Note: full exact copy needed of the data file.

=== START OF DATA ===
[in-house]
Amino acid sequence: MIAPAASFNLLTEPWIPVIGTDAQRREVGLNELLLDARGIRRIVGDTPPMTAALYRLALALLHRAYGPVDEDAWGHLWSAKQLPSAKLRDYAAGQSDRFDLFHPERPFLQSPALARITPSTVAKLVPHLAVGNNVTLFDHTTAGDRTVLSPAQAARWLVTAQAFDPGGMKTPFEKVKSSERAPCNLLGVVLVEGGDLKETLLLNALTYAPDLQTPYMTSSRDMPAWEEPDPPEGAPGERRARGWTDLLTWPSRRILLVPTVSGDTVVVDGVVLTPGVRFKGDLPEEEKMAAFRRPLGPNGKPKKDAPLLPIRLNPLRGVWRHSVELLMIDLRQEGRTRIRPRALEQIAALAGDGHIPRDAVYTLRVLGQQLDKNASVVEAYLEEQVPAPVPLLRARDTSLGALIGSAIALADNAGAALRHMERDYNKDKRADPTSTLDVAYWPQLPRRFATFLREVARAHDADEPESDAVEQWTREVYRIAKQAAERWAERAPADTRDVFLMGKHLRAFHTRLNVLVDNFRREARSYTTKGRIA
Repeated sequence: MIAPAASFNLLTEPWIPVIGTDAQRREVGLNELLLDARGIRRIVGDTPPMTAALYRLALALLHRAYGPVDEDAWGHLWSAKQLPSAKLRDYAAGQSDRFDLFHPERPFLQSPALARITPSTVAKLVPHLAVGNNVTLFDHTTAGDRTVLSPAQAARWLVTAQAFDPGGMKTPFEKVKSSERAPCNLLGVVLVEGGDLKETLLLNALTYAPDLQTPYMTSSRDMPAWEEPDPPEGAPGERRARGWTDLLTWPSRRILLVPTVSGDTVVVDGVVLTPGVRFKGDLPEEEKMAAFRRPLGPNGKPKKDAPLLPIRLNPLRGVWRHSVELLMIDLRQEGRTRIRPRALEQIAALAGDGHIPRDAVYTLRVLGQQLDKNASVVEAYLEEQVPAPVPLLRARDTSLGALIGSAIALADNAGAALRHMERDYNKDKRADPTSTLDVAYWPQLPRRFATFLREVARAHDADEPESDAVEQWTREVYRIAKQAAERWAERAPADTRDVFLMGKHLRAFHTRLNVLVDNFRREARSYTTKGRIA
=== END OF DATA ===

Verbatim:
[in-house]
Amino acid sequence: MIAPAASFNLLTEPWIPVIGTDAQRREVGLNELLLDARGIRRIVGDTPPMTAALYRLALALLHRAYGPVDEDAWGHLWSAKQLPSAKLRDYAAGQSDRFDLFHPERPFLQSPALARITPSTVAKLVPHLAVGNNVTLFDHTTAGDRTVLSPAQAARWLVTAQAFDPGGMKTPFEKVKSSERAPCNLLGVVLVEGGDLKETLLLNALTYAPDLQTPYMTSSRDMPAWEEPDPPEGAPGERRARGWTDLLTWPSRRILLVPTVSGDTVVVDGVVLTPGVRFKGDLPEEEKMAAFRRPLGPNGKPKKDAPLLPIRLNPLRGVWRHSVELLMIDLRQEGRTRIRPRALEQIAALAGDGHIPRDAVYTLRVLGQQLDKNASVVEAYLEEQVPAPVPLLRARDTSLGALIGSAIALADNAGAALRHMERDYNKDKRADPTSTLDVAYWPQLPRRFATFLREVARAHDADEPESDAVEQWTREVYRIAKQAAERWAERAPADTRDVFLMGKHLRAFHTRLNVLVDNFRREARSYTTKGRIA
Repeated sequence: MIAPAASFNLLTEPWIPVIGTDAQRREVGLNELLLDARGIRRIVGDTPPMTAALYRLALALLHRAYGPVDEDAWGHLWSAKQLPSAKLRDYAAGQSDRFDLFHPERPFLQSPALARITPSTVAKLVPHLAVGNNVTLFDHTTAGDRTVLSPAQAARWLVTAQAFDPGGMKTPFEKVKSSERAPCNLLGVVLVEGGDLKETLLLNALTYAPDLQTPYMTSSRDMPAWEEPDPPEGAPGERRARGWTDLLTWPSRRILLVPTVSGDTVVVDGVVLTPGVRFKGDLPEEEKMAAFRRPLGPNGKPKKDAPLLPIRLNPLRGVWRHSVELLMIDLRQEGRTRIRPRALEQIAALAGDGHIPRDAVYTLRVLGQQLDKNASVVEAYLEEQVPAPVPLLRARDTSLGALIGSAIALADNAGAALRHMERDYNKDKRADPTSTLDVAYWPQLPRRFATFLREVARAHDADEPESDAVEQWTREVYRIAKQAAERWAERAPADTRDVFLMGKHLRAFHTRLNVLVDNFRREARSYTTKGRIA